It started with me getting off on the mildly tipsy side of the bed, after a long, late Saturday night. I was awoken by a loud text noise from Adina, “BRUNCH TIME. WAKE UP, I’M HUNGRY AND THIRSTY.” Who could say no to that? Especially since I live a very few blocks from the Derby. So I pulled on some clothes and stumbled over to wait for her with a book and a quickly served, very stiff Screw Driver. [Seriously– I’m talking yellow-colored vodka. I’m in love with the Derby bartender for oh-so-many reasons…] By the time she arrived, I was emotionally attached to the idea of Derby’s morning burger, served with all the fixin’s and a fried egg, tots on the side.
By the time we had finished most of our food and were nearing double-digit drinks, the table next to use was reseated. Four guys and a bucket of mimosas plopped down, and quickly grew rowdy. I’m talking “asking for the last of our tots and feeding them suggestively to each other” crazy. It was damn funny. One guy’s opening line was to tell me he loved my curls [we’ll call him Curly], because they looked like they had a crazy night last night and were all disheveled now. [Which is exactly what they were; aptly described, sir.] Another simply exclaimed that Adina was the cutest girl he’d ever seen. He is the aforementioned Flirty Hipster. The tattoos were his idea.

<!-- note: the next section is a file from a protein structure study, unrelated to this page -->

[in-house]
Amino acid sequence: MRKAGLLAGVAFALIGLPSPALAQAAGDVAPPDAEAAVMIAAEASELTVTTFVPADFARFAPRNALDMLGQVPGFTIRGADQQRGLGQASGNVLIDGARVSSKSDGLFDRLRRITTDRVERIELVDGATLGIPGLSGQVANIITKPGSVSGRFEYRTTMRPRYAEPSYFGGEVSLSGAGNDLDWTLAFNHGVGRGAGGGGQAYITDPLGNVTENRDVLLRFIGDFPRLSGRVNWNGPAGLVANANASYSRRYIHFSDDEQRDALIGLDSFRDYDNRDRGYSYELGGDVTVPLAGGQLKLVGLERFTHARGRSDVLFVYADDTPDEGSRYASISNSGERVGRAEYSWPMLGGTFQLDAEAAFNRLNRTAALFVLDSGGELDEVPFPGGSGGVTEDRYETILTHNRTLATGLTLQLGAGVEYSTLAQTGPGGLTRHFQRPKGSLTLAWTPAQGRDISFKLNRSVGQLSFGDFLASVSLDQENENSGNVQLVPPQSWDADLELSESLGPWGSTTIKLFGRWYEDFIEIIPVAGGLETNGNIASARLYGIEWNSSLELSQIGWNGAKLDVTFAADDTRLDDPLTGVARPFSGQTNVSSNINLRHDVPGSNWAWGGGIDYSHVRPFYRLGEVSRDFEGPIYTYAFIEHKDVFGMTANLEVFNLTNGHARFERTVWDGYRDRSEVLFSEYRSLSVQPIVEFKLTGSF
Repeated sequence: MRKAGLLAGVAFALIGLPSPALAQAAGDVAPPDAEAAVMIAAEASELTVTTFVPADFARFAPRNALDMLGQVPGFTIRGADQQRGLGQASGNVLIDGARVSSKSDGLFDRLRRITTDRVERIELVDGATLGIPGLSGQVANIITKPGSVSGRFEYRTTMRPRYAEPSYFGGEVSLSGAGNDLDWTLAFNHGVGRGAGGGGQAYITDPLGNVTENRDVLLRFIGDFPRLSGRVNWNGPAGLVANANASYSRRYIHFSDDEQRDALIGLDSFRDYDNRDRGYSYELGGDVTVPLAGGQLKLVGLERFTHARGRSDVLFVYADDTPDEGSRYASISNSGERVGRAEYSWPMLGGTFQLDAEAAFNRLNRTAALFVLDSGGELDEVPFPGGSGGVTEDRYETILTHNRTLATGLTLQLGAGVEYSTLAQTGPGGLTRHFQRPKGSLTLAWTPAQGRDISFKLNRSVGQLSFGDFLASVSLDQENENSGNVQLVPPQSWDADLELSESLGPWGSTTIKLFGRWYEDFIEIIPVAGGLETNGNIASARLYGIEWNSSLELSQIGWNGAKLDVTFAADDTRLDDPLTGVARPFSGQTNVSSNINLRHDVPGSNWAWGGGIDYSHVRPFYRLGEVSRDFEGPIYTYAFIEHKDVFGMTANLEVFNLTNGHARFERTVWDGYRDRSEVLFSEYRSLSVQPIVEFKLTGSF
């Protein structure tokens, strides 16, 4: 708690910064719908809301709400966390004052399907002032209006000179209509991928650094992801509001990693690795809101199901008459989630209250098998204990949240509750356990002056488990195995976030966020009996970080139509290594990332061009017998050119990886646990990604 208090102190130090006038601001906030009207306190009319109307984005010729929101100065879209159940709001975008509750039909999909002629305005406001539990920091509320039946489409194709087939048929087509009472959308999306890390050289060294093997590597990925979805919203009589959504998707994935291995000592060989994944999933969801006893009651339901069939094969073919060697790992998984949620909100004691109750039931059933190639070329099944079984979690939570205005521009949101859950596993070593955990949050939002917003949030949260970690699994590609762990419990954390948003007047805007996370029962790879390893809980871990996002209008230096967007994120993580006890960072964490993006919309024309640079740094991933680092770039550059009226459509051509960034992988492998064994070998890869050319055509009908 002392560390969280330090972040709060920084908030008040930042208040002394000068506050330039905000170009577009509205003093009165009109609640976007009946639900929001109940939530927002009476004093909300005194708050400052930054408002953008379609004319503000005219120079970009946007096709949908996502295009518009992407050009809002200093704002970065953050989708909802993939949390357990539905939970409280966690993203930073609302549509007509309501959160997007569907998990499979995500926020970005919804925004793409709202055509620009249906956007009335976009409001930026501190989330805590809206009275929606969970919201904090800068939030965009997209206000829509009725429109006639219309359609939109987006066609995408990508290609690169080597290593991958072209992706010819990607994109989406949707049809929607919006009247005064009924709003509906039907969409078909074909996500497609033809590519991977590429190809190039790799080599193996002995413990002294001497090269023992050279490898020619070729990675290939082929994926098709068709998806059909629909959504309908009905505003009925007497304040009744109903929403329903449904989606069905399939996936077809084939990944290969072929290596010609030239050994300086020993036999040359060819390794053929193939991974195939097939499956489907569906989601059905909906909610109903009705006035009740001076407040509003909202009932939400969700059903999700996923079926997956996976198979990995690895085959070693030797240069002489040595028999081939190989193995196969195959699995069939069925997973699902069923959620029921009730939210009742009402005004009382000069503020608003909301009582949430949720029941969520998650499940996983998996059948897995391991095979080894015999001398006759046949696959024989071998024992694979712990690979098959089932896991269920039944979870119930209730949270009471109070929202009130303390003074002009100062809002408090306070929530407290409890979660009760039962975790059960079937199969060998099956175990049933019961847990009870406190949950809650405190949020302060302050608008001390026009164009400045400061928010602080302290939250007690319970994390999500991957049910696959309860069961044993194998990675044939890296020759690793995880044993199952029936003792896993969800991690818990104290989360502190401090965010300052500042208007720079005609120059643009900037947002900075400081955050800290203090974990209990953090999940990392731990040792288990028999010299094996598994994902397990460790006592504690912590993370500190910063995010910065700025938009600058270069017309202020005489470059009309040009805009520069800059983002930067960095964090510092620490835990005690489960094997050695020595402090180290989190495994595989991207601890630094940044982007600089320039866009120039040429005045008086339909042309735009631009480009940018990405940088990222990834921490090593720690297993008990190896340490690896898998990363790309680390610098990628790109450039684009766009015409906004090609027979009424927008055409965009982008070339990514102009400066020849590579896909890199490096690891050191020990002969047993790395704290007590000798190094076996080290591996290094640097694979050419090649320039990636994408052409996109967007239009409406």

Speaking of: after they’d eaten, we started to overhear talk of tattoo shops in the area. Curly leaned forward and asked if I had any. When I said no, I’ve played with ideas, but haven’t taken the plunge, Flirty Hipster had something to say. “What? No. You totally look like the kind of girl who would have tattoos.”
Okaaaay…. I don’t know what that means, but thanks? I’ll take it as a compliment. I love ink.
The interactions became more outrageous and more frequent. The Hipster decided Adina was the love [lust?] of his life, and Curly thought the same of me. We switched to beer. A round of shots were ordered. The four rearranged so the two were sitting next to their supposed soul mates. I had no problem with it; I wasn’t interested in any of them, but they were amusing as hell. Adina was laughing along and enjoying the attention, but quickly growing uneasy. Because she has a long-dedicated boyfriend. And the Hipster didn’t like the sound of that. He said it was okay, because he had a girlfriend, too. Then two seconds later, moved on to suggesting a double-date with Curly and I after they got their tattoos. Adina went to the bathroom, and the other friends had had enough of the tattoo talk. So our exponentially-drunk Hipster decided, “Either I’m going home with that girl, or we’re getting fucking tattoos.”